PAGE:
Tag: Flash 500 minicontests

StoryADay update No. 4 #storyaday

Here’s my report on this week’s progress for the May StoryADay Challenge.

So, I might’ve cheated a bit this week to make my goal.

  • I wrote five microfiction stories (50 words each) for a writing competition.  Three of them have already been submitted to various publications.
  • I’m also 1300 words into a short story, but I lost my mood for it.  I know where I want it to go, and hopefully I can finish it this weekend.
  • I wrote half a flash piece one day during my lunchtime monitoring duty, but haven’t had a chance to come back to it.

The official count: eight stories written and subbable.  Another eight are in various stages of being written. 

I’m officially done with the school year on Friday, and then all summer I’ll have projects and lesson planning but it’ll be more laid back, with time for writing so I can pull out fifteen finished stories. Hopefully.

If you’re doing the StoryADay challenge, how’s it going?

StoryADay update No. 2 #storyaday

As I’ve mentioned, I’m doing the May StoryADay Challenge.  Well, at least in theory.

Because, to be honest, I’m not doing so hot.

  • Day 1:  Wrote a 500 word flash story for a Flash 500 minicontest.  Yay me!
  • Day 2:  Wrote a 1500 word short story about a demon in Indiana.  Double yay me!
  • Day 3:  Was at a loss for what to write, but fortunately Cleverbot came to the rescue.  Wrote about 500 words of that story, and outlined the rest of it.  Creatively it’s titled “A Succubus and the Man Who Loves Her.”  Kinda yay me.
  • Day 4:  I had every intention of writing, but putting out fires at school left me pretty drained (So, funny story. I was driving to school and saw two kids walking down the middle of one of the main roads in town. “Please don’t be my students, please don’t be my students….Crap.” Later I found one of them and asked her, “Why were you walking down the middle of the street?” Her response: “My friend wanted to see if anyone would actually hit us.” Sigh.), and then I had to finish the monkey finger puppets I was making my little cousin for her birthday on Saturday.  No writing, no yay me.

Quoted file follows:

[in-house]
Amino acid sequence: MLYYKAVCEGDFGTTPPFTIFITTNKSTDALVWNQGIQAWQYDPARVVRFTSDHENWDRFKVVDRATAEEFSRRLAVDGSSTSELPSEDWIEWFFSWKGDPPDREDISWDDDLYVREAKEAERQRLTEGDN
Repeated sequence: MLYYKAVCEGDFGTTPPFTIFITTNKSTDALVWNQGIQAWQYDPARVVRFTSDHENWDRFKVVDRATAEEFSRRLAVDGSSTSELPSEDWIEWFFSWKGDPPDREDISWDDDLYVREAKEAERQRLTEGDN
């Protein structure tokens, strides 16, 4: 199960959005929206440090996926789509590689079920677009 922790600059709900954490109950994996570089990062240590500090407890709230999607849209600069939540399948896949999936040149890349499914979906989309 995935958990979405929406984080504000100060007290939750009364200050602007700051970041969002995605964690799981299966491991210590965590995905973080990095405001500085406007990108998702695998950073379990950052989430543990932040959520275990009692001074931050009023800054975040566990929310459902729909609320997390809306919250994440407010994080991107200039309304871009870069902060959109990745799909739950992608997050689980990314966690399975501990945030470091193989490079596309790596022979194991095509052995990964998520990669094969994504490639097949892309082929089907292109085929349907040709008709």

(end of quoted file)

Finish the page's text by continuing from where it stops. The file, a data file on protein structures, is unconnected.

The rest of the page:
• Day 5:  Rush to finish the monkeys, then my kid’s swim lessons, then birthday party #1 for my cousin, then birthday party #2 for my grandma, then get the kid to bed and pass out on the couch.  Oops.
  • Day 6:  Had every intention of finishing a short I’ve been working on, “Bradley and the Midget,” but I started reading JD Field’s Rock Anthem and finished that instead.
  • Day 7:  Writing a story about those monkey puppets.  Kinda. I’m still working on it as I’m posting this blog, so I’m not sure how much I’ll end up with. 

So at the end of week 1, I have a completed flash story, a completed short story, an outlined story, and a chunk of something else.  It’s actually better than I thought it would be.

But hey, it’s a new week.  I can still pull this off. Probably.

If you’re doing the StoryADay challenge, how’s it going?

    StoryADay update No. 1 #storyaday

    As I said in a previous post, I’m participating in the May StoryADay Challenge.  Because I’m a crazy masochist like that.

    But I won’t be posting the stories here, like I did with posts in the A to Z April challenge.  First, most publications consider a story that appears on a blog to be published, so I’m not going to share for that reason.  And second, I’m lazy and busy.  Writing a post a day took a lot of time, and with the end of the school year in just a couple months, I don’t have the time to post every day, especially if I’m writing the story too.

    So instead, every five days or so I’ll give you an update.  Hopefully the pressure of writing them here, as well as the internet scorn and ridicule if I don’t make it, will keep me on track.

    So, Day 1:

    So far, I’m one for one.  I wrote a 400-word flash story called “Adolescence” (which also works for the Flash 500 prompt, which is to write a story without using any form of to be).

    Are you participating in this challenge?

    Unreasonable constraints – lipograms

    It’s a well-known fact that writers are crazy masochists.  So crazy and masochistic, in fact, that they often put silly limitations on the words they use when writing.

    Dr. Seuss did it with Green Eggs and Ham, written using just 50 words.  Ernest V. Wright wrote his novel Gadsby without the letter e, in a style known as a lipogram.  But as Robert Cass Keller pointed out, that’s easy, and it’s been done. Why not really challenge yourself?

    So he suggests removing a few more letters.  Eleven, to be exact: BGJKPQVWXYZ.

    My writing group’s assignment for the week:   write a 500-word piece of flash which uses the constraint suggested by Keller as equivalent to an axed e: a total lack of the letters ZQJXKVBYGWP.

    I of course waited until the last minute and then got suckered into teaching another class (because really, who needs planning periods?), so I only wrote about 200 words.  It was tough; characters can’t laugh or cry or punch people or shrug or even just think to ask why.